COP26 'won't be easy', UN climate chief admits

The forthcoming COP26 summit -- which could determine the viability of the Paris Agreement -- will "not be easy" but an outcome matching the urgency of the crisis is an "absolute necessity", the UN's climate chief said Wednesday.

As the world faces stronger and more frequent droughts, wildfires, flooding and storm surges made worse as the planet warms, the COP26 summit in Glasgow is being billed by organisers as a key milestone for keeping the Paris goals within reach.

"The point is decisions need to be taken now, that is why Glasgow is so important," UN climate chief Patricia Espinosa told AFP. 

Struck to international fanfare in 2015, the accord commits nations to limit global temperature rises to "well below" 2 degrees Celsius above those before the onset of the Industrial Revolution.

It also saw countries promise to stick to a safer warming cap of 1.5C through sweeping emissions cuts.

Yet, 6 years on, atmospheric levels of planet-warming CO2 have risen steadily and are now at their highest concentrations in roughly three million years.

The latest round of country-by-country emission-cutting pledges -- baked into the Paris deal's "rachet" mechanism of ever-increasing ambition -- put Earth on course to warm a "catastrophic" 2.7C this century.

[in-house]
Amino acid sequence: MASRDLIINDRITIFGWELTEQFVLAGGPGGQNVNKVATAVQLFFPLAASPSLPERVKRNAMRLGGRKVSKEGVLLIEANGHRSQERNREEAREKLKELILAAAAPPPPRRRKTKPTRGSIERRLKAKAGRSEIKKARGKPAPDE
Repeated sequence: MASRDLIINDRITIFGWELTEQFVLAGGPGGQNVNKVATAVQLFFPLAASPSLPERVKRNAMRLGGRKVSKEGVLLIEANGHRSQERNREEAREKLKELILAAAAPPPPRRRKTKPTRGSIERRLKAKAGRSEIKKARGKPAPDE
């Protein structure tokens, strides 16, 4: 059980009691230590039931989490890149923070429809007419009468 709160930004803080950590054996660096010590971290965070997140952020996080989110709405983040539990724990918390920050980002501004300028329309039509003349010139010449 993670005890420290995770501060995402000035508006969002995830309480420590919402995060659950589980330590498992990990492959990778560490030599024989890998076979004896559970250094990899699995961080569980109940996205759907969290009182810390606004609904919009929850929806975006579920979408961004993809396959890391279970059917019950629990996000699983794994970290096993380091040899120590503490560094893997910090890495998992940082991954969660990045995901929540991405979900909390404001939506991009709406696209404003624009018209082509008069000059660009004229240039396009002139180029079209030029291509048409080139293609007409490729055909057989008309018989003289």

COP26, delayed a year due to the pandemic, will provide another chance for states to agree key outstanding elements of the Paris rulebook, or how the aspirational goals outlined in the deal function in practice.

Espinosa acknowledged to AFP that the two-week negotiations, which begin in Glasgow on October 31, "will not be easy".

Speaking on the sidelines of a UN-backed gathering of some 400 youth climate activists in Milan, she said: "I think that at this moment in time it's an absolute necessity that we come out of the conference and present to the world a message of hope, a message of clarity on where we are going".


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